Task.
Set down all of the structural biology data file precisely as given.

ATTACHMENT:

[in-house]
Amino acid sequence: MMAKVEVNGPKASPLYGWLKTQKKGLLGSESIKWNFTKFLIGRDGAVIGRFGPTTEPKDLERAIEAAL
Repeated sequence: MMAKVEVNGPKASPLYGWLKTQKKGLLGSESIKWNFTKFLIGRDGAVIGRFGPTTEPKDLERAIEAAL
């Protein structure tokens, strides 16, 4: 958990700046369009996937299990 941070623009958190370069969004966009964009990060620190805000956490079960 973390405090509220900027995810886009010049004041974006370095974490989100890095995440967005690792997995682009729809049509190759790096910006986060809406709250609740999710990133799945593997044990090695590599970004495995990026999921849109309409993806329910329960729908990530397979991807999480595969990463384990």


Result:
[in-house]
Amino acid sequence: MMAKVEVNGPKASPLYGWLKTQKKGLLGSESIKWNFTKFLIGRDGAVIGRFGPTTEPKDLERAIEAAL
Repeated sequence: MMAKVEVNGPKASPLYGWLKTQKKGLLGSESIKWNFTKFLIGRDGAVIGRFGPTTEPKDLERAIEAAL
């Protein structure tokens, strides 16, 4: 958990700046369009996937299990 941070623009958190370069969004966009964009990060620190805000956490079960 973390405090509220900027995810886009010049004041974006370095974490989100890095995440967005690792997995682009729809049509190759790096910006986060809406709250609740999710990133799945593997044990090695590599970004495995990026999921849109309409993806329910329960729908990530397979991807999480595969990463384990």